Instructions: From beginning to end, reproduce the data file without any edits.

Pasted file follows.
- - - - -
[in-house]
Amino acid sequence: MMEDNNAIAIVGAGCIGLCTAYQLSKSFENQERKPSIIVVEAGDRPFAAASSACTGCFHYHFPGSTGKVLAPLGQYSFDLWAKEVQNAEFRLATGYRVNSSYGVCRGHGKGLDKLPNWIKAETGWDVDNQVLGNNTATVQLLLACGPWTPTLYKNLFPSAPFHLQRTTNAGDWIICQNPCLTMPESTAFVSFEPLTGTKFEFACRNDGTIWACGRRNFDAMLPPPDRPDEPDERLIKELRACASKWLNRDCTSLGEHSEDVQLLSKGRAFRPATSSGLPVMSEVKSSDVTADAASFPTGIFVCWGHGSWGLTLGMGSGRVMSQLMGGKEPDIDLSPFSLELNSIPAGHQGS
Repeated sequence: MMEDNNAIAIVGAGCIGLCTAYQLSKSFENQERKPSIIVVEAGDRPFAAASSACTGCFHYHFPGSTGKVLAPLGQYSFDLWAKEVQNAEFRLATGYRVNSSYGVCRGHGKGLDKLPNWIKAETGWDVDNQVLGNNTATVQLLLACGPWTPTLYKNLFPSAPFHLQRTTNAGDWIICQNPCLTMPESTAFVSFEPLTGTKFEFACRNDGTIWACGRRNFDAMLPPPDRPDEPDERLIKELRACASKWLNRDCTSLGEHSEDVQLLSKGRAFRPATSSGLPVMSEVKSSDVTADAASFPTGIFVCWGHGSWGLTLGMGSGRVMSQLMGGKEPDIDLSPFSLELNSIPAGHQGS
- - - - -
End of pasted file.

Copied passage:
[in-house]
Amino acid sequence: MMEDNNAIAIVGAGCIGLCTAYQLSKSFENQERKPSIIVVEAGDRPFAAASSACTGCFHYHFPGSTGKVLAPLGQYSFDLWAKEVQNAEFRLATGYRVNSSYGVCRGHGKGLDKLPNWIKAETGWDVDNQVLGNNTATVQLLLACGPWTPTLYKNLFPSAPFHLQRTTNAGDWIICQNPCLTMPESTAFVSFEPLTGTKFEFACRNDGTIWACGRRNFDAMLPPPDRPDEPDERLIKELRACASKWLNRDCTSLGEHSEDVQLLSKGRAFRPATSSGLPVMSEVKSSDVTADAASFPTGIFVCWGHGSWGLTLGMGSGRVMSQLMGGKEPDIDLSPFSLELNSIPAGHQGS
Repeated sequence: MMEDNNAIAIVGAGCIGLCTAYQLSKSFENQERKPSIIVVEAGDRPFAAASSACTGCFHYHFPGSTGKVLAPLGQYSFDLWAKEVQNAEFRLATGYRVNSSYGVCRGHGKGLDKLPNWIKAETGWDVDNQVLGNNTATVQLLLACGPWTPTLYKNLFPSAPFHLQRTTNAGDWIICQNPCLTMPESTAFVSFEPLTGTKFEFACRNDGTIWACGRRNFDAMLPPPDRPDEPDERLIKELRACASKWLNRDCTSLGEHSEDVQLLSKGRAFRPATSSGLPVMSEVKSSDVTADAASFPTGIFVCWGHGSWGLTLGMGSGRVMSQLMGGKEPDIDLSPFSLELNSIPAGHQGS